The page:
The charges against Moriarty - which included driving while intoxicated because he declined to take a breath test - were dropped. Moriarty, who appeared to pass field sobriety tests, later said he refused the test because his confidence in the system was diminished by the unwarranted stop. He has maintained that he was not drinking.
The suit says Moriarty "suffered damage to his reputation, serious mental anguish, psychological and emotional distress," among a list of claims that ends with the "loss of the enjoyment of life."
The complaint states that Moriarty's Fourth Amendment rights were violated. It also says the Police Department continued to prosecute Moriarty after evidence was in its possession that countered the claim.
The suit further alleges that the department had inadequate policies and practices to drop the charges in a timely manner.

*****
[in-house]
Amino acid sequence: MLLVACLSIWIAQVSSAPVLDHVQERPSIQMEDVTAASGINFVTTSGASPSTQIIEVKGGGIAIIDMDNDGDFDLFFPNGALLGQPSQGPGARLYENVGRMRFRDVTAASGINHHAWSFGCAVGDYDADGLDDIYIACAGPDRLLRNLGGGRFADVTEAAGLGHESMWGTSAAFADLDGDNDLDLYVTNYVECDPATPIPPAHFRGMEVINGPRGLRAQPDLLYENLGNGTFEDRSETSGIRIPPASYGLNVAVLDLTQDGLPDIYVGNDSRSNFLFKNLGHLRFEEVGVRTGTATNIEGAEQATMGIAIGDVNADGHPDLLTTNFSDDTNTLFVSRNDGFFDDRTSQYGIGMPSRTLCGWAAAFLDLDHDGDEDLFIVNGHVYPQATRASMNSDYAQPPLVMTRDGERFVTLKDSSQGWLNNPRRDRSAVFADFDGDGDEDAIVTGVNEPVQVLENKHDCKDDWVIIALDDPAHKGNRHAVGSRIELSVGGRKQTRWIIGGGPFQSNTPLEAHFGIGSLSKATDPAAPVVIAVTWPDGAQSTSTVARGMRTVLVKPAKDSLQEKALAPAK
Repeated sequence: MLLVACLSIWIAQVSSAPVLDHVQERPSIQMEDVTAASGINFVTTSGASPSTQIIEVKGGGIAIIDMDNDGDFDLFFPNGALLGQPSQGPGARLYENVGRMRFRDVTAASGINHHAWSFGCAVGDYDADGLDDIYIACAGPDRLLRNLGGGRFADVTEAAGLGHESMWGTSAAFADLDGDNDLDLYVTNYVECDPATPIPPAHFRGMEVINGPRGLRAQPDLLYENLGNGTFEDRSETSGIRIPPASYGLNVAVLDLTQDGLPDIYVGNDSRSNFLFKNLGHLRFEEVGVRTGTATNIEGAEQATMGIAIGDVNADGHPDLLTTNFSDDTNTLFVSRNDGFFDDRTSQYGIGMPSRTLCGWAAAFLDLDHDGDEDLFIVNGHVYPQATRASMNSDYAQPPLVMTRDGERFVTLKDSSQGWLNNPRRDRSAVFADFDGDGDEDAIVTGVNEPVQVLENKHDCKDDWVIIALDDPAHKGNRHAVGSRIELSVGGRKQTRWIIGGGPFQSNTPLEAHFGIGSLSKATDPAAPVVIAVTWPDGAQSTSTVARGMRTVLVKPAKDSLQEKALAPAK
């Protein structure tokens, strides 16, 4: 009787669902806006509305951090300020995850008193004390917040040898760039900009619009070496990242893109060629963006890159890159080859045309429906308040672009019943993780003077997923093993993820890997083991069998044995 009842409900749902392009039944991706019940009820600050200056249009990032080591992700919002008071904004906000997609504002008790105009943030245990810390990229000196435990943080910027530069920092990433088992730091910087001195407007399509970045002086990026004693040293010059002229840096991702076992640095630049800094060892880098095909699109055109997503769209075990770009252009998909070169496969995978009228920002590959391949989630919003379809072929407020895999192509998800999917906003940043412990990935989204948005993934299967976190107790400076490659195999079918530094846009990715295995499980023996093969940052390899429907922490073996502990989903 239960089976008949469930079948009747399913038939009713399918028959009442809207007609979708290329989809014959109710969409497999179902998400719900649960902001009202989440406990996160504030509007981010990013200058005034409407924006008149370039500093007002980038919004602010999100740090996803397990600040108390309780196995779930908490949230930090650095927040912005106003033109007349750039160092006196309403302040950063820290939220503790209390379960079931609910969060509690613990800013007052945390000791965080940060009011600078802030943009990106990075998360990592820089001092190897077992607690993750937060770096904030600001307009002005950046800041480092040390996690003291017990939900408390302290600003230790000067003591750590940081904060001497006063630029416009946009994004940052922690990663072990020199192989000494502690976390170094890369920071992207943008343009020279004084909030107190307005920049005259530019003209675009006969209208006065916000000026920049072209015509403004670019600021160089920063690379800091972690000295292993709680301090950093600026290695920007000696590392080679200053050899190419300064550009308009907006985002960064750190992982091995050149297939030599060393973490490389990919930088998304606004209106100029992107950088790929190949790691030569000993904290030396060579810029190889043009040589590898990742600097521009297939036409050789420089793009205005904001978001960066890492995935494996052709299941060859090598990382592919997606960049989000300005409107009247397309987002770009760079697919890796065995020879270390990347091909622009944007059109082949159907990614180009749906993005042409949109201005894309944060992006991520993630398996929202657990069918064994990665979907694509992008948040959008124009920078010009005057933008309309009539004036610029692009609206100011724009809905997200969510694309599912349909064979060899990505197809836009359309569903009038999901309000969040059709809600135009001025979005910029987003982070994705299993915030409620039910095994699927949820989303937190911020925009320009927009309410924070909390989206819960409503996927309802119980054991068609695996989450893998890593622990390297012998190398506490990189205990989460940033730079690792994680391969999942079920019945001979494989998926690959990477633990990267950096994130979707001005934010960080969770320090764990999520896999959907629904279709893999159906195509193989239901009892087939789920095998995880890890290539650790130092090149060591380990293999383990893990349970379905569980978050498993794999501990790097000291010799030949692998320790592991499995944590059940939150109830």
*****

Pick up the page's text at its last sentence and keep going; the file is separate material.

"The kind of damage this kind of activity does is very hard to fix when you're a public figure," said William C. Popjoy III, Moriarty's attorney.
Popjoy pointed to online search results that connect Moriarty, who is a former Washington Township mayor, to the 2012 incident.
"We're hoping this lawsuit further helps to clear his name," Popjoy said.
John Armano, the township's solicitor, said Wednesday he had not yet received the filing and could not discuss it. Likewise, Louis M. Barbone, DiBuonaventura's defense attorney, said he had not yet seen the suit and could not comment.
A grand jury indicted DiBuonaventura, a 17-year veteran of the force who is suspended without pay, on the criminal charges last year. This month, the defense motioned to have the indictment thrown out, but a Superior Court judge ruled against the action.